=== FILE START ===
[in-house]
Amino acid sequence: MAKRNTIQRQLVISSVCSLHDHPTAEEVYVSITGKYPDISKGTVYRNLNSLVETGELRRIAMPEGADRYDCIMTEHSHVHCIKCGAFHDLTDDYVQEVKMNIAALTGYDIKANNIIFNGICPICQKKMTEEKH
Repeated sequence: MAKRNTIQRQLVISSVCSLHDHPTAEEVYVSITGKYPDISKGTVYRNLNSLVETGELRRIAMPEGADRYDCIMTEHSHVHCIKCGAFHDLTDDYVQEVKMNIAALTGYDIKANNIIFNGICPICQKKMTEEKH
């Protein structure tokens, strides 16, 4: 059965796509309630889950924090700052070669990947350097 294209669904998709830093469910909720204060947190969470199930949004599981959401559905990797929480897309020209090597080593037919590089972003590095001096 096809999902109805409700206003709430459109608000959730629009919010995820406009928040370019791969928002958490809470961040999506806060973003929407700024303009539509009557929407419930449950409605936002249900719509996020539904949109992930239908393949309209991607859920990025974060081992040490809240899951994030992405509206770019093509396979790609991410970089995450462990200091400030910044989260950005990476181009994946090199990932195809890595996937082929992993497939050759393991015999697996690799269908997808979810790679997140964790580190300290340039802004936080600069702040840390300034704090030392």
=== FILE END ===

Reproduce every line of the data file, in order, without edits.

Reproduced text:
[in-house]
Amino acid sequence: MAKRNTIQRQLVISSVCSLHDHPTAEEVYVSITGKYPDISKGTVYRNLNSLVETGELRRIAMPEGADRYDCIMTEHSHVHCIKCGAFHDLTDDYVQEVKMNIAALTGYDIKANNIIFNGICPICQKKMTEEKH
Repeated sequence: MAKRNTIQRQLVISSVCSLHDHPTAEEVYVSITGKYPDISKGTVYRNLNSLVETGELRRIAMPEGADRYDCIMTEHSHVHCIKCGAFHDLTDDYVQEVKMNIAALTGYDIKANNIIFNGICPICQKKMTEEKH
């Protein structure tokens, strides 16, 4: 059965796509309630889950924090700052070669990947350097 294209669904998709830093469910909720204060947190969470199930949004599981959401559905990797929480897309020209090597080593037919590089972003590095001096 096809999902109805409700206003709430459109608000959730629009919010995820406009928040370019791969928002958490809470961040999506806060973003929407700024303009539509009557929407419930449950409605936002249900719509996020539904949109992930239908393949309209991607859920990025974060081992040490809240899951994030992405509206770019093509396979790609991410970089995450462990200091400030910044989260950005990476181009994946090199990932195809890595996937082929992993497939050759393991015999697996690799269908997808979810790679997140964790580190300290340039802004936080600069702040840390300034704090030392």